The Anatomy of PR Success

By Scott Signore

Often in this business, you find yourself so far down in the weeds that determining what’s working well isn’t obvious. The smarter agencies have measurable metrics – something championed here at Matter since our inception eleven years ago – that ensure programs stay on track and achieve the results sought after by our clients. That being said, here are a number of ways that you can tell if your PR program is a success:
First, your program moves the business needle – directly or indirectly. Your team develops spot-on messaging that resonates with all identified key audiences, and when they execute, the program generates the media results (a legitimate buzz!) that creates quantifiable business results. You may measure it in leads generated or deals closed, but in any case you know well that what your team is doing is directly contributing to achieving business objectives.

Second, your PR program is a success when it has a multi-channel approach to delivering key messages. If you are complementing tried-and-true strategies and tactics with new opportunities for earned placement, then you are aligned with the direction of your category. Now is the time for comprehensive and visually robust programs that tell a story visually by way of videos, infographics, icons, logos and so on. Your initiative is a success if your PR team looks broadly at the charge, and goes to market with engaging and creative content.

Third, your PR program is a success if efforts dedicated to social media channels result in thoughtful and highly interactive discussions that better position your entity. While volume in “opt-in” fans and followers remains so important, the dialogue on channels that advance the sought-after positioning of your product, company or brand marks broader communication success. Social channels present a wealth of opportunity for better positioning, and the contributions of other interested parties can be the most credible boost to the effort.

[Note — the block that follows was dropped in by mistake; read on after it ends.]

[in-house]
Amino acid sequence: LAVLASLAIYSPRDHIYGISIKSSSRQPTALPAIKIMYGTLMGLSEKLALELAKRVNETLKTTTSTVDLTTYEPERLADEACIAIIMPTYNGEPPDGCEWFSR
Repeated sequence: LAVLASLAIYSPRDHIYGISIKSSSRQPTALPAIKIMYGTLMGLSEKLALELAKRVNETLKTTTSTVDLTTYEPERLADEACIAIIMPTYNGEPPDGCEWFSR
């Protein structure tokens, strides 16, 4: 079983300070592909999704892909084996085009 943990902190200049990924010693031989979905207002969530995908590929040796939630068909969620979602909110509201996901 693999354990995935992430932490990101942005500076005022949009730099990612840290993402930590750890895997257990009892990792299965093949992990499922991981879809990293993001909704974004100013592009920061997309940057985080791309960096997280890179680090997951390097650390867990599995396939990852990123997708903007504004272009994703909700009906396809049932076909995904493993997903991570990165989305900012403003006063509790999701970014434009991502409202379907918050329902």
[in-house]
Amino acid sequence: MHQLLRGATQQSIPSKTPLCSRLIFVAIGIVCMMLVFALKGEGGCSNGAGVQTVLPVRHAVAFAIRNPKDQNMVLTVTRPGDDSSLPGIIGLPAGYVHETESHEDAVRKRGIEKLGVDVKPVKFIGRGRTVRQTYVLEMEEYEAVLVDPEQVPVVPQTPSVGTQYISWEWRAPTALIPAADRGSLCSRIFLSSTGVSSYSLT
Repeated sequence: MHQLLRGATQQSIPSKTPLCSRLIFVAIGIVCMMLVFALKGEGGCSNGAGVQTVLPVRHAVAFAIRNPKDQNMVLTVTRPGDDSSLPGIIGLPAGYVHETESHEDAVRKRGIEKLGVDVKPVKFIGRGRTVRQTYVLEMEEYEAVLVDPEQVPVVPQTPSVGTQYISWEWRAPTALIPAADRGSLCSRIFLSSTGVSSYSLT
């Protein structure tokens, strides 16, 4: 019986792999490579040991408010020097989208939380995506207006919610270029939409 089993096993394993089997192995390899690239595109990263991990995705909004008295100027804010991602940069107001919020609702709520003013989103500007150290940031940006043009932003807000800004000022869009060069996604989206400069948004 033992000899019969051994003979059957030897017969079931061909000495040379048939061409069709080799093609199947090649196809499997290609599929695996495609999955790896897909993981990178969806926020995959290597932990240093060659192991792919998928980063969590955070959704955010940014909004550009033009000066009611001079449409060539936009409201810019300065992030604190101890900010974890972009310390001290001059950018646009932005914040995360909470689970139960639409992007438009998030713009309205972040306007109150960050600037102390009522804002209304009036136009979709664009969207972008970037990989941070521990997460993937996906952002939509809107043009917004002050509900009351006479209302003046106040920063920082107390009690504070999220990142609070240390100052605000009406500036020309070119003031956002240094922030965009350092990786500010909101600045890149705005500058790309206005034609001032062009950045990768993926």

Fourth, your PR program is a success if the results generated directly address the needs of the internal stakeholders, and they have what they need to achieve their objectives. Each group within the client organization has a slightly different charge and in most cases, all of those groups or individuals are in some way supported by PR and social media. If your program is generating the types of results that help them do their jobs better – content that can be repackaged for marketing; media coverage that supports sales; insightful social media that contributes directly to product management – then the program is a success.

Finally, your PR program is a success if you have generated the results that earn you a seat at the senior management decision-making table. That’s where PR belongs. When done well, it’s a driver and a direct contributor to the business goals of any organization. Your PR program is a success if it is smart and strategic, and it is respected internally for supporting the wider organization’s objectives and helping the entity achieve business milestones.

What else should you look for when determining if your PR program is a success?